There’s a place for breezy, light adult dramas, and there’s a place for adult dramas that work to stimulate an audience intellectually. Unfortunately, Learning to Drive can’t seem to decide which mode suits it better, and in the process comes out as forgettably bland.
Learning to Drive contains two interwoven plotlines. The first follows Wendy (Patricia Clarkson), a literary critic who’s just been dumped by her husband after 21 years of marriage. The second follows Darwan (Ben Kingsley), a Sikh political refugee who works as a cabbie by night and a driving instructor by day. Darwan picks up Wendy and her husband just after he announces that he’s leaving her in a restaurant, and in the process of being dropped off, Wendy leaves a package in Darwan’s cab. When he returns to drop off the package, Wendy takes note of his day job, since she’s relied on public transportation and her husband to move around New York City for years.
With Darwan’s subplot, the film pokes gently at exploring some interesting issues. Darwan’s a refugee who’s in the U.S. legally, but he lives with friends who aren’t in the country legally. His one familial connection to home, his 20-something nephew, has fallen for the way things are done in America, while his sister pushes an arranged marriage with a stranger on him. In other words, Darwan has plenty going on that’s worth exploring. In that case, why is he so devoted to helping out Wendy, a woman of means who doesn’t know how to appropriately interact with the world? Fortunately, the film at least offers some semblance of an explanation, as Darwan’s calm demeanor eventually cracks and he expresses his own needs.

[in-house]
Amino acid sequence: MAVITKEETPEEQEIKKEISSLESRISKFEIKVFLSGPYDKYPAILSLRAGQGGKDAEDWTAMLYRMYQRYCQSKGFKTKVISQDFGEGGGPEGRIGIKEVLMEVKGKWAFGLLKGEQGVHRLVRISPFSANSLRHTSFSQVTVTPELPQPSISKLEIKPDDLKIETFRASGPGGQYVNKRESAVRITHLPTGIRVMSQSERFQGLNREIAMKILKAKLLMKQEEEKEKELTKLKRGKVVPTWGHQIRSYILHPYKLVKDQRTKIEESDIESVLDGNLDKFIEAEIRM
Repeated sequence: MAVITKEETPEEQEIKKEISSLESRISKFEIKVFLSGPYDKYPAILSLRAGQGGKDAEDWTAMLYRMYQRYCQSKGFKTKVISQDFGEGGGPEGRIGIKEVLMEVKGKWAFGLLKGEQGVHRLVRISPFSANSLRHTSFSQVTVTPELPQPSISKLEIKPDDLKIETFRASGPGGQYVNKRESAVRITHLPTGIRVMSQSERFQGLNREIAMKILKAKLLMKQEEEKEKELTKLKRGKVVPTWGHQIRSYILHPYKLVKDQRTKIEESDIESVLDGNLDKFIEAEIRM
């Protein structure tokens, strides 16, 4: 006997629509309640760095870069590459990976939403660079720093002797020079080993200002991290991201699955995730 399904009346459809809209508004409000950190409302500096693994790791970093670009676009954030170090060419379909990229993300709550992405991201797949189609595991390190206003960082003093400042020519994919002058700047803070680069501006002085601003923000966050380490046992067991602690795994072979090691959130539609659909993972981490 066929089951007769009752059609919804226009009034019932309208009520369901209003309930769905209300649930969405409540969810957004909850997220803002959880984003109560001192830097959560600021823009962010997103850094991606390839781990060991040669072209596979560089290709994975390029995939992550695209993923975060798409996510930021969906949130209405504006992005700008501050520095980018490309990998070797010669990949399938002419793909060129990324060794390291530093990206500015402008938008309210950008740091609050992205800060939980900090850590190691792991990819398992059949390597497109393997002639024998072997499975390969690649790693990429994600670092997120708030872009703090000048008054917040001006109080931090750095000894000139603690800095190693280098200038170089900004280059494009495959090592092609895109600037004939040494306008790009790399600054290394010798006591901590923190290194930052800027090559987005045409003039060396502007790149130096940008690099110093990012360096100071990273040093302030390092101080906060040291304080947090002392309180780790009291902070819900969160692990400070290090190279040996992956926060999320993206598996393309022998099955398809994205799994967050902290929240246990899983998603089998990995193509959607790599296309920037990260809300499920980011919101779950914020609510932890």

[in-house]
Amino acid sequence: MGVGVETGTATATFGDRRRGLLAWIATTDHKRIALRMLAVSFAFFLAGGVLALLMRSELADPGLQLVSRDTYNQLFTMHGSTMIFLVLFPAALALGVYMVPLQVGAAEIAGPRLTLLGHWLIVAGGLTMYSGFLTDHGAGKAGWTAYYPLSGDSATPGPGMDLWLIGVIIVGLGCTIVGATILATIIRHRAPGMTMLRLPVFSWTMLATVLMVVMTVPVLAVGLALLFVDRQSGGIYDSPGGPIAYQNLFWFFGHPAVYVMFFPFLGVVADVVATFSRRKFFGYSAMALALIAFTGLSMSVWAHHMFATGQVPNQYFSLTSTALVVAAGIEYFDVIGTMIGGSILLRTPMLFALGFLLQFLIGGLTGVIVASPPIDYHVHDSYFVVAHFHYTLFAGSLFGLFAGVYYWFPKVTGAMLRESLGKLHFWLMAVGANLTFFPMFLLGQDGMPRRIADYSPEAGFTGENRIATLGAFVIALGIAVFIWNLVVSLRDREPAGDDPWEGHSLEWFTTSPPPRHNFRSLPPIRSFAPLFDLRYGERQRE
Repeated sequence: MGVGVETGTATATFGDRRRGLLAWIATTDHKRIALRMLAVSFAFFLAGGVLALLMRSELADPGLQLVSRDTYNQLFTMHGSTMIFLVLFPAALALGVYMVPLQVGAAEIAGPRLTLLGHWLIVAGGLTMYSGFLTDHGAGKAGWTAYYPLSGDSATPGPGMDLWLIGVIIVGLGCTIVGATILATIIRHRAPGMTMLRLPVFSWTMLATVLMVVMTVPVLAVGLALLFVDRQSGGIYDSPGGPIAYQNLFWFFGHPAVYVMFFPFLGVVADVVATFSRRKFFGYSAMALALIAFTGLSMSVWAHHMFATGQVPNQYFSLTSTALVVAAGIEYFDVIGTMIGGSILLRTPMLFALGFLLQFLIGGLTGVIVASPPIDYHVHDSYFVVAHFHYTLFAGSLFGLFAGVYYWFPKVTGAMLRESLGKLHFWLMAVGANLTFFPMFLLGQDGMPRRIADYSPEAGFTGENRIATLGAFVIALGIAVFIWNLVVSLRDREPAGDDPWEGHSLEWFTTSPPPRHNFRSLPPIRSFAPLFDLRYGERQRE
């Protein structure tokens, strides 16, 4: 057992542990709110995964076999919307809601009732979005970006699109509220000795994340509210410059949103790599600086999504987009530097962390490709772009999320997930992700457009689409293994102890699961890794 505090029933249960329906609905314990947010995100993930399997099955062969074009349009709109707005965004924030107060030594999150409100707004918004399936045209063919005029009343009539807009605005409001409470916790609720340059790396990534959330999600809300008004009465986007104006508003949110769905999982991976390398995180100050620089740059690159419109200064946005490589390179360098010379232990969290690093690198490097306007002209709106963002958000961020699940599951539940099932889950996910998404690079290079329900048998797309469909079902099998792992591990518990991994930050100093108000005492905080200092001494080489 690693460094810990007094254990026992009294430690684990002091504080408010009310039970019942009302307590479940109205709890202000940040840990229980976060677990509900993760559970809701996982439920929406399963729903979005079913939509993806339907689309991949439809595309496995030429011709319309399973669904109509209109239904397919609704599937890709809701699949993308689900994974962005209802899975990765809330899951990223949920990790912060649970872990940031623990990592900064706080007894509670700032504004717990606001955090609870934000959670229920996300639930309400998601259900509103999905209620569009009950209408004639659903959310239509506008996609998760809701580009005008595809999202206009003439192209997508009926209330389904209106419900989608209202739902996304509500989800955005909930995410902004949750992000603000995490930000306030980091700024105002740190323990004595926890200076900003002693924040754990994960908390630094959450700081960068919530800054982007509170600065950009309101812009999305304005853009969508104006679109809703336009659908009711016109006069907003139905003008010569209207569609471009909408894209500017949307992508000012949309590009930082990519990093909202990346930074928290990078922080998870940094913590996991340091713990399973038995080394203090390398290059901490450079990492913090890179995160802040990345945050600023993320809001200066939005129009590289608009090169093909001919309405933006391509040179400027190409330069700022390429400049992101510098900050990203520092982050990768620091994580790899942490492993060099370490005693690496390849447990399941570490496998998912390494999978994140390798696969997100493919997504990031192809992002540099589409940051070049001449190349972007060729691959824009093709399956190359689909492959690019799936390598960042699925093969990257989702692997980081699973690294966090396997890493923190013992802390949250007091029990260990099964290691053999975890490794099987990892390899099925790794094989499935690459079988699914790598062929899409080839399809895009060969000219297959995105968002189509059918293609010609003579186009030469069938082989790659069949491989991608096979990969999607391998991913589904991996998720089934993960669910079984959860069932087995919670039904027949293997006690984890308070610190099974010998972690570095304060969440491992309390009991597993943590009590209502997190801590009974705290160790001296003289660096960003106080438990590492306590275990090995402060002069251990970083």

But it’s Wendy who gets the dominant plot, since she’s the one who is learning to drive. The lessons she learns from Darwan apply to her driving, but conveniently also double as lessons for life. Life, in this case, is one big car-driving experience. The most obvious mix of the symbolic and real comes when Wendy has to drive across a bridge for the first time, with her panic over being off the ground clearly mirroring the lack of control or direction in the rest of her life. Wendy’s story also includes the film’s odd attempts to insert material that, I assume, is aimed at a younger audience, including a discussion about blowjobs and a scene involving tantric sex. If the film maintained that tone more regularly, it might work, but it’s used so irregularly that it feels off.
Learning to Drive is ultimately harmless, with a quasi-inspirational bent. The film’s greatest problem, though, is that it seems aware it could delve deeper into its characters, begins to do so, then holds back. In some ways, that’s worse than if it failed to attempt at going deeper at all.